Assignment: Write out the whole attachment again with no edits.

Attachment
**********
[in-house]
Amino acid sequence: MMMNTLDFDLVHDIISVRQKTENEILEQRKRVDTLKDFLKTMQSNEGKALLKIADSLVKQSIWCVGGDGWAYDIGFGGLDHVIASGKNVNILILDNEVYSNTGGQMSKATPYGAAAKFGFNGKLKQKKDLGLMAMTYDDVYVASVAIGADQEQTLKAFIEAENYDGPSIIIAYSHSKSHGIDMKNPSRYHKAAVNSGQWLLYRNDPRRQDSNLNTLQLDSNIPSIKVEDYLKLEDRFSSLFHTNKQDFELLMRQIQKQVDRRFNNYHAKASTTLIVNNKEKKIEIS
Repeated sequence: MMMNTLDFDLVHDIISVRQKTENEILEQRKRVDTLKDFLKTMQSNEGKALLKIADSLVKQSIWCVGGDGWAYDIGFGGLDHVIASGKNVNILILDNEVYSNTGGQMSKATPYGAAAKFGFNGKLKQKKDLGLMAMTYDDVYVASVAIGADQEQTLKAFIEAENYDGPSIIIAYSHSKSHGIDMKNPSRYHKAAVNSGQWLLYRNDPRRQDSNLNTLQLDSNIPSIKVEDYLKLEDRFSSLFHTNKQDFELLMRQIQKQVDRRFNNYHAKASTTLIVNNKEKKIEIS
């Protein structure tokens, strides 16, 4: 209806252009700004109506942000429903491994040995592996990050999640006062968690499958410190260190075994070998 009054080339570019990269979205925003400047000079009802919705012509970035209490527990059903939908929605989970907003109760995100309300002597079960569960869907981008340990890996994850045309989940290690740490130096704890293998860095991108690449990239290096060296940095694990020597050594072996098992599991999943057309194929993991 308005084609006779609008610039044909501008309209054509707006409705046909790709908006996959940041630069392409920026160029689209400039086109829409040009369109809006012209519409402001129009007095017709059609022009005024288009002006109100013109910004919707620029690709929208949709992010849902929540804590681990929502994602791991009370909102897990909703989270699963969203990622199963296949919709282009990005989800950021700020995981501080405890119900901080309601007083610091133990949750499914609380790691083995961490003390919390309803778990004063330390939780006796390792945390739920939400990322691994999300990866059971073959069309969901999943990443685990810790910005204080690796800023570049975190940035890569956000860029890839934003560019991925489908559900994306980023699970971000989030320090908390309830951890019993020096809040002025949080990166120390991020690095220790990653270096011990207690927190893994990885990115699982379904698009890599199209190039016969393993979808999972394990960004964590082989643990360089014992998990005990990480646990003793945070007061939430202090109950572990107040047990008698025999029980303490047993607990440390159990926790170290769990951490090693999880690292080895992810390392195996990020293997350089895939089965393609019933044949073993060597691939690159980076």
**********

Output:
[in-house]
Amino acid sequence: MMMNTLDFDLVHDIISVRQKTENEILEQRKRVDTLKDFLKTMQSNEGKALLKIADSLVKQSIWCVGGDGWAYDIGFGGLDHVIASGKNVNILILDNEVYSNTGGQMSKATPYGAAAKFGFNGKLKQKKDLGLMAMTYDDVYVASVAIGADQEQTLKAFIEAENYDGPSIIIAYSHSKSHGIDMKNPSRYHKAAVNSGQWLLYRNDPRRQDSNLNTLQLDSNIPSIKVEDYLKLEDRFSSLFHTNKQDFELLMRQIQKQVDRRFNNYHAKASTTLIVNNKEKKIEIS
Repeated sequence: MMMNTLDFDLVHDIISVRQKTENEILEQRKRVDTLKDFLKTMQSNEGKALLKIADSLVKQSIWCVGGDGWAYDIGFGGLDHVIASGKNVNILILDNEVYSNTGGQMSKATPYGAAAKFGFNGKLKQKKDLGLMAMTYDDVYVASVAIGADQEQTLKAFIEAENYDGPSIIIAYSHSKSHGIDMKNPSRYHKAAVNSGQWLLYRNDPRRQDSNLNTLQLDSNIPSIKVEDYLKLEDRFSSLFHTNKQDFELLMRQIQKQVDRRFNNYHAKASTTLIVNNKEKKIEIS
């Protein structure tokens, strides 16, 4: 209806252009700004109506942000429903491994040995592996990050999640006062968690499958410190260190075994070998 009054080339570019990269979205925003400047000079009802919705012509970035209490527990059903939908929605989970907003109760995100309300002597079960569960869907981008340990890996994850045309989940290690740490130096704890293998860095991108690449990239290096060296940095694990020597050594072996098992599991999943057309194929993991 308005084609006779609008610039044909501008309209054509707006409705046909790709908006996959940041630069392409920026160029689209400039086109829409040009369109809006012209519409402001129009007095017709059609022009005024288009002006109100013109910004919707620029690709929208949709992010849902929540804590681990929502994602791991009370909102897990909703989270699963969203990622199963296949919709282009990005989800950021700020995981501080405890119900901080309601007083610091133990949750499914609380790691083995961490003390919390309803778990004063330390939780006796390792945390739920939400990322691994999300990866059971073959069309969901999943990443685990810790910005204080690796800023570049975190940035890569956000860029890839934003560019991925489908559900994306980023699970971000989030320090908390309830951890019993020096809040002025949080990166120390991020690095220790990653270096011990207690927190893994990885990115699982379904698009890599199209190039016969393993979808999972394990960004964590082989643990360089014992998990005990990480646990003793945070007061939430202090109950572990107040047990008698025999029980303490047993607990440390159990926790170290769990951490090693999880690292080895992810390392195996990020293997350089895939089965393609019933044949073993060597691939690159980076």